This is the second part of a two-part article on Project Time Management. In the previous post, we started to examine Project Time Management by discussing the first four processes that make up the knowledge area. You can view the post here. In this post we will conclude the knowledge area by examining the develop schedule and control schedule processes. We will examine the inputs, tools and techniques, and outputs of these processes.

Develop Schedule

Okay, now that you have defined your activities, sequenced them, estimated the resources you need to implement them and have gone further to estimate how long it should take to carry out these activities, it is time to develop a project schedule. The schedule creation process actually places dates on the activities and milestones. You should note that this process is usually iterative; you might have to go back and forth with the project sponsor and the team before you can arrive at an acceptable schedule.

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In order to develop the schedule, you’ll require inputs from the previous processes we have discussed in time management. The activity list, attributes, project network diagram, resource requirements and duration estimates should be consulted when you are developing the schedule.

An important aspect of determining the project schedule is being able to identify the critical path of the project. The critical path of a project is the set of activities that cannot afford to be delayed without impacting the project schedule. Think about it this way: if you have a task that you cannot afford to slack on, then that task is critical.

So are there tasks that we can afford to delay a little without impacting the project? Yes. For example, if one of the tasks for the project is the procurement of packaging, even though the packaging takes 5 days to procure, they would not be used until the product is ready. So if that takes say 3 months, you have a lot of time to figure out how to procure that packaging. This extra time you have is called float.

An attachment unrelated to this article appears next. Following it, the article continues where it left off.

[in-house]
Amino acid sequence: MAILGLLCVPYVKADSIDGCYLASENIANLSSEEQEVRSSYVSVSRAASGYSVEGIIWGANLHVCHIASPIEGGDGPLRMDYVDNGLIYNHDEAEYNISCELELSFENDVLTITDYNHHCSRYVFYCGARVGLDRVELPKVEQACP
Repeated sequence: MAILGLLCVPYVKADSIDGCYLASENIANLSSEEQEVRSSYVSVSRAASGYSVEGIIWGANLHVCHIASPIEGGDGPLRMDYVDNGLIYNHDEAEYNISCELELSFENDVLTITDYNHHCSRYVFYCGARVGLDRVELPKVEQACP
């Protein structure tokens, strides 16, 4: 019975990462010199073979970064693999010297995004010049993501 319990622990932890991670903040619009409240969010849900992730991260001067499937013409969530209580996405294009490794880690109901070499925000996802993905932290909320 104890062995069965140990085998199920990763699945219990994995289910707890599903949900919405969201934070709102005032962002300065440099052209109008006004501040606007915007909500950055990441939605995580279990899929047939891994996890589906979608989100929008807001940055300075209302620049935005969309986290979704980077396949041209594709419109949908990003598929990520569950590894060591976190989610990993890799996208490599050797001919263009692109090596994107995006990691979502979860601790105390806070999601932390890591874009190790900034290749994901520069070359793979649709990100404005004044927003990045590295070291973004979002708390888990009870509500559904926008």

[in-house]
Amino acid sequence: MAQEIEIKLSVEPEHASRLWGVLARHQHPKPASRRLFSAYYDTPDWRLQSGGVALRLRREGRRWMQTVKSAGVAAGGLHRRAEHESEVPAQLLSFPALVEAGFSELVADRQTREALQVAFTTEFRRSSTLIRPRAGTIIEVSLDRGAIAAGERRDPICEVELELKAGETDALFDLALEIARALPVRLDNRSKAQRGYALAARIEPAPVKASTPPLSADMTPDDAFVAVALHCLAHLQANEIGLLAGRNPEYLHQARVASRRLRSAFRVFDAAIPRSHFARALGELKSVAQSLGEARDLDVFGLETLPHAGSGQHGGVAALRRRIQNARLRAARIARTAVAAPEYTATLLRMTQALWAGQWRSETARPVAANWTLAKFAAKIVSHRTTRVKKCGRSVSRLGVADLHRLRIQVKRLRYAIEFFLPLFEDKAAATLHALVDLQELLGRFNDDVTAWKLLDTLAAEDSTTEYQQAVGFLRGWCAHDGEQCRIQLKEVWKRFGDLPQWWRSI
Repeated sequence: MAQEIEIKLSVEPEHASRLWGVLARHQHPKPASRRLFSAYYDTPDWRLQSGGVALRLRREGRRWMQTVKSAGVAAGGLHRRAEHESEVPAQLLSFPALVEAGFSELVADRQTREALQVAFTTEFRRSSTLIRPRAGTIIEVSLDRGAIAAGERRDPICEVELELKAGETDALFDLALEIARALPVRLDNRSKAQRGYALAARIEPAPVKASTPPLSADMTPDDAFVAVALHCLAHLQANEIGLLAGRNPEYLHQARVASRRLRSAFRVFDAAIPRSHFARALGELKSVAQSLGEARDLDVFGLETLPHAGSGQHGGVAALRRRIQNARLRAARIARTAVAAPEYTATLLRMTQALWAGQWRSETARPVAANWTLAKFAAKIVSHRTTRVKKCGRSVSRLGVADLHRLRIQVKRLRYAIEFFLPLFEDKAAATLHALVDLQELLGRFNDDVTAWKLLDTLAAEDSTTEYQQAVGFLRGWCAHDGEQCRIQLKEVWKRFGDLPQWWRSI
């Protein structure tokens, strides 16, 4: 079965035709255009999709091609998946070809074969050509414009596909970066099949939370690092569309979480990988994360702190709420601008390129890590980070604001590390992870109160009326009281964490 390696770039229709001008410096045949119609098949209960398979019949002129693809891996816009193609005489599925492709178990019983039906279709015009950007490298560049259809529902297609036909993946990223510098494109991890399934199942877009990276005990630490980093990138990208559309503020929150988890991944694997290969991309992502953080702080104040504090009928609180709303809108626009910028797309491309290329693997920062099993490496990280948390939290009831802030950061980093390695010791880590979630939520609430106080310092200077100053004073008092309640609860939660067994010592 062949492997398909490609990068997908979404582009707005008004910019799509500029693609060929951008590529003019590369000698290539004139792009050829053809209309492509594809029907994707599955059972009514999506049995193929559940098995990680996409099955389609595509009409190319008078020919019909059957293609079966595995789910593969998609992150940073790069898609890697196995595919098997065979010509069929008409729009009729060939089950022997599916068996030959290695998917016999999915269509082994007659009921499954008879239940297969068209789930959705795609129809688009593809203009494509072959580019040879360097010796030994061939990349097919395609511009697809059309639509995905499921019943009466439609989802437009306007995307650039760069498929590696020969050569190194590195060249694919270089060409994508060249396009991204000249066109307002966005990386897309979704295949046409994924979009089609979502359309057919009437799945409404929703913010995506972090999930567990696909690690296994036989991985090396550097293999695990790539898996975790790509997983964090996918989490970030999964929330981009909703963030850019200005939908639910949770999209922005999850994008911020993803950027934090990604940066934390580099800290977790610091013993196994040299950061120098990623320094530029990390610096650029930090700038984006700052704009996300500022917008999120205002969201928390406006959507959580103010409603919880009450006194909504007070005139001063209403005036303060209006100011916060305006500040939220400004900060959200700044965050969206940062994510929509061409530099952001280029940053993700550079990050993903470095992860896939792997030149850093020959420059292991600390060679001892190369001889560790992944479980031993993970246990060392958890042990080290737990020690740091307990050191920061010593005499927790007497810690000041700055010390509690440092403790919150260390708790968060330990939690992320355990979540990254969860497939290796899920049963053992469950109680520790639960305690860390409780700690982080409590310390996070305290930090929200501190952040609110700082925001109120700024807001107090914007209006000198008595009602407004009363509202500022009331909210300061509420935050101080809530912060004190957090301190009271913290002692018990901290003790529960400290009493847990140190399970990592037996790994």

The float of an activity is the amount of time that that activity can be delayed without impacting the project duration. Using this logic, we can define the critical path as the path of the project that has no float.

Let us look at a simple example. Assume we have a project with estimated durations as shown in the diagram below.

The project has six tasks, A to F, with dependencies and durations shown in the diagram below.

To determine the floats of the activities and the critical path, there is a three step process:

1. Determine the Early starts and Early finishes using the forward pass. The early start is the earliest time an activity can begin. The early finish is the earliest time the activity can be finished.

2. Determine the Late starts and Late Finishes using the backward pass. The late start is the latest time an activity can begin. The late finish is the latest time an activity can end.

3. Calculate the float as the the difference between early start and late start.

Step 1: When we apply the first step to our example, we have:

The early start of Task A is 0 and late start is 10. Similarly, the early start and late start for the other activities are shown in the diagram.

Step 2: This step requires starting from the end (Task F) and moving backwards to the start. Based on the end time and the durations, calculate the late starts and the late finishes.

Notice that tasks C, D and E have different late starts and late finishes from their early starts and early finishes. This shows that these tasks have a float. Let’s examine task C in simple English: our analysis shows us that the earliest time task C can start is on the 10th day (after task A has been completed) but you can still start the task on the 20th day without impacting the entire project because as long as you have completed the task by the 25th day, the project would be on schedule.

Step 3: To determine the float of these activities, just calculate the difference between the early start and late start.

Using that formula, the float, or slack time can be shown on the diagram below:

The critical path of the project is the path with zero float. I have shown it with red in the network diagram in our example and this path is A – B – F.

I admit that this example was a simple one. What if you have a project with several activities? You can use project management software to create your network diagram and identify the critical path.